The doubts and crises we are experiencing with regard to education- and teachingrelated issues mean that we have to look for new solutions. Some experts, such as psychologists, educationalists and theorists, concentrate on techniques, structures and methodologies. They study the nature of the difficulties and suggest new directions. Observing the gaps between parents and children, parents and school, teachers and students, and schools and the social environment, they outline methods of communication and relational strategies that should make it possible to ‘connect’ spaces, parties and institutions facing similar difficulties. Numerous books, studies and reports have been published in both the North and the South in an attempt to face up to the crises of authority (both within the family and at school), communication and transmission. They attempt to outline a new approach to a system that is being forced upon us by the imperatives of globalization, the attractions of a hypertrophied individualism, the pressure to produce results and the dominance of mass communications that provide no opportunity for any real dialogue. Institutions are being created to support and counsel struggling parents, psychologists are sent to listen, advise, support and, ultimately, ‘communicate’. Teaching methods are being revised, curricula are being reformed and selection procedures are being reorganized in an attempt to get better results, or least limit the damage that has been done. A deep and widespread feeling of unease has set in. Precisely the same situation can be observed in the countries of the South, at the heart of the more traditional societies of Hinduism, Buddhism and the three monotheisms. They may not have the resources that are needed to rethink the whole system or to reform the family and the educational system, but they often hide behind a veneer of ‘preserved’ traditions or the ideals of their spiritual and religious teachings, which they repeatedly evoke to avoid the need to contemplate the deep crisis affecting both the family and the educational system. It is the same from South America to Asia: the ideals of ‘the family’, ‘education’, ‘knowledge’ and ‘equality’ are celebrated in the abstract, but the reality is much more bleak: families are breaking up, heritages are being lost, and memories are fading away. Knowledge (which should, it is to be hoped, include meaning, ideas and critical thinking) is increasingly reduced to know-how, and equality through education and schooling is no more than wishful thinking.
Our relationship with memory and history is one index of the depth and scale of the crisis in education. This will be the subject of the next chapter, and we will simply note here that globalization seems to produce one constant: we are living in a new world culture, and it is a culture of speed and the instantaneous. Our world’s younger generations are cruelly lacking in historical knowledge and have a very uncertain relationship with ‘memory’. No matter whether we refer to memories of past events, of repetitions and cycles, or to traditions and roots, our relationship with the heritage and teachings of the past has undergone a revolution. We are being swept away by the ‘novelty’ of the present and engulfed by the ‘progress of the future’. Our families and schools, which have a responsibility to pass on the heritage of the past, are, of course, the first victims. The crisis affecting them has to do with the fact that our memories lack any sense of history.
In our search for solutions, we often go back to the basics that have been common to all spiritualities for so long. If we turn to the old African and Asian traditions, we can always find Creation ‘stories’ and other narratives that often use symbolic human figures to personify the meanings of the rites and teachings they describe. The gods of Olympus and ancient Rome served the same function and acted as archetypes with which both men and women could identify. The Hindu, Taoist and Buddhist traditions abound in gods and spiritual guides who, like Siddhârta, act as mirrors and reflect or serve as living examples of what we are and give us a sense of what we could or should be. Judaism, Christianity and Islam use and extend the same educational model: their prophets and saints are role-models who, through their lives, experiences and example, teach the principles of life and good behaviour, and the meanings of personal and social success. The ‘model’ function is a central part of all spiritual and religious traditions: it allows us to identify, and instils values through experience. The model and the values it conveys also indicate that we really can achieve our goals, and give the fundamentally positive message: ‘It is possible.’ The gratitude and praise shown to the prophet, saint or guide by his fellows, community and society adds an essential dimension to his exemplary function: even though he must suffer rejection, criticism or exile, his being, values and experience grant him a special status amongst his fellows. The possibility of identification, the actual experience of values, the realistic humanization of goals and social recognition are key aspects of the model’s function.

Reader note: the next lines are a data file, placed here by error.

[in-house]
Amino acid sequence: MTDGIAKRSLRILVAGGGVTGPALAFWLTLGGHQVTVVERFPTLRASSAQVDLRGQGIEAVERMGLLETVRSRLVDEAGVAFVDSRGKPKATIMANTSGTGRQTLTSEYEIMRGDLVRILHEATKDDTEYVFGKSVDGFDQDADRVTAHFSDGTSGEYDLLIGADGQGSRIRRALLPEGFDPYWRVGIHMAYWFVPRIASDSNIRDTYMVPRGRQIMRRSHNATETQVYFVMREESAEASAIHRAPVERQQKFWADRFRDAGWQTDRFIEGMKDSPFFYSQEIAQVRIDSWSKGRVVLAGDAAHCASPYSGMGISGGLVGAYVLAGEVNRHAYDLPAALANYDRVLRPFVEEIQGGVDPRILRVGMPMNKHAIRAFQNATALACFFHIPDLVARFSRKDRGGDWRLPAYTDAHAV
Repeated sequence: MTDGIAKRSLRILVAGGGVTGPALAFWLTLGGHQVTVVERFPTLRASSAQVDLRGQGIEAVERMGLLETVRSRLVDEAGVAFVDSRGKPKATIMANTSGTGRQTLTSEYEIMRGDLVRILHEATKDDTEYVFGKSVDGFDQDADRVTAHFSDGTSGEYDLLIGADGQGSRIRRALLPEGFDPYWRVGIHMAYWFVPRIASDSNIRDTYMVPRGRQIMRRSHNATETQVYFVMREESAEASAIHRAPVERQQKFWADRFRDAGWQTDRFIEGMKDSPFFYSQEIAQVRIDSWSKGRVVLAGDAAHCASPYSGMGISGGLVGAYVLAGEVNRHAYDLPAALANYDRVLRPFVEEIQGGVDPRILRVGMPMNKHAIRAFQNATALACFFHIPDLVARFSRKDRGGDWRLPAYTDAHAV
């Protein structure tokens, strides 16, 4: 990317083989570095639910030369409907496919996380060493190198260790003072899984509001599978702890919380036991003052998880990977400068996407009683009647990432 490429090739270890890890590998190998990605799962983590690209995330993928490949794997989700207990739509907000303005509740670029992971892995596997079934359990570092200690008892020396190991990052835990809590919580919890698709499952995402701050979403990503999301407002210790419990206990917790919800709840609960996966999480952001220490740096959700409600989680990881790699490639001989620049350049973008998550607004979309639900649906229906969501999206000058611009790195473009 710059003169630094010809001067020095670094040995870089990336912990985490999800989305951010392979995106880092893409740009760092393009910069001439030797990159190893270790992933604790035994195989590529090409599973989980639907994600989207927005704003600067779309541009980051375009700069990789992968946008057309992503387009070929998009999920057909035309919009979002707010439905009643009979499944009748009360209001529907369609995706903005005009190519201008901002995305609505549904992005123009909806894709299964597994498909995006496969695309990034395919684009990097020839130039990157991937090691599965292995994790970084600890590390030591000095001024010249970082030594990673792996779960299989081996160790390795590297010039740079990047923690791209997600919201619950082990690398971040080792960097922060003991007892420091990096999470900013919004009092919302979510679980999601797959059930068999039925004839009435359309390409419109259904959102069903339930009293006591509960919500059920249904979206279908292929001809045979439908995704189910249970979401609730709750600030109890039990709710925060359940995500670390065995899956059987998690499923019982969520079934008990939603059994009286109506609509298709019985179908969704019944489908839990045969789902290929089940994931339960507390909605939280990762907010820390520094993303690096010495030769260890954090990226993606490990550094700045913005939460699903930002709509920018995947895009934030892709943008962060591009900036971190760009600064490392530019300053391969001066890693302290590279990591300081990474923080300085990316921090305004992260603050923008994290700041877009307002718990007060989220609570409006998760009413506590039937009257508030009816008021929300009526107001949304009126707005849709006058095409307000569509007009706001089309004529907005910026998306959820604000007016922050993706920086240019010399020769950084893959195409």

Both modern and more traditional societies are now returning to the idea of the model regarding relations between adults or teachers and children. Children should, it is argued, be provided with role-models in the form of men and women with whom they can identify, who can teach them values in a practical way, and who can convince them that success is within their reach and that, in the long run, they can earn the esteem and respect of their families and society. In Africa and Asia, rolemodels are now being used in problem areas, schools and neighbourhoods, as well as in the media, sports and popular culture, in an attempt to influence young people in a positive sense, and to show that they can succeed and that there is hope for the future. The use that is made of role-models is interesting and often positive, but it can be dangerous unless certain basic issues are addressed. Identification on the basis of colour, culture or social status has become more important than identification with our common humanity and with the quest for meaning and values. There is nothing trivial about this change of emphasis: ‘success’ stories are publicized, but the nature and substance of ‘success’ is rarely questioned. What kind of success is involved, and what system of recognition and what values are being promoted? Are we talking about upward social mobility or well-being? About the ability to make money or solidarity? Wealth or human dignity? Are we promoting a functional system that is adapted to the structure and logic of the economic system, or a human model that can challenge and fight the power of that logic? The voices of the philosophers, thinkers, mystics, moralists and educationalists who speak to us across the ages have always been critical of educational systems and of the content of education and teaching. From Confucius and Socrates, through Rousseau, Kant, Nietzsche, Pestalozzi, down to Maria Montessori, all the ‘new education’ theorists and many others throughout history and in all societies all say the same thing. Their criticisms of parenting and of educational systems, which have always resulted in reforms, have often been associated with social and political criticisms. If we look at them in historical terms, we find that, no matter how far back we go, they have always defended a certain conception of man and outlined ideals worth striving for. The humanist Montaigne makes it quite explicit in his Essays that he sees a link between his conception of man and his ideas about education. In his Some Thoughts Concerning Education John Locke concentrates on the aristocratic elite and argues that man is not just a mind, but also a body that must be properly trained and educated. Emile; or, On Education tells us about Rousseau’s views on man and wisdom. The same is true of the sharp and incisive criticisms made by Nietzsche in his lectures on The Future of Our Educational Institutions. One senses the impact of his philosophy when he argues that the surest way to corrupt minds is to have educational institutions that teach ‘to value those who think in the same way more highly than those who think differently’. In an age of globalization and mass communications, we need to think seriously about the role of the family in both traditional, modern and postmodern societies. We should opt for priorities and systems that relate the philosophical, spiritual or religious conceptions of humanity. We must know what we are transmitting, how we are transmitting it, and why we are transmitting it.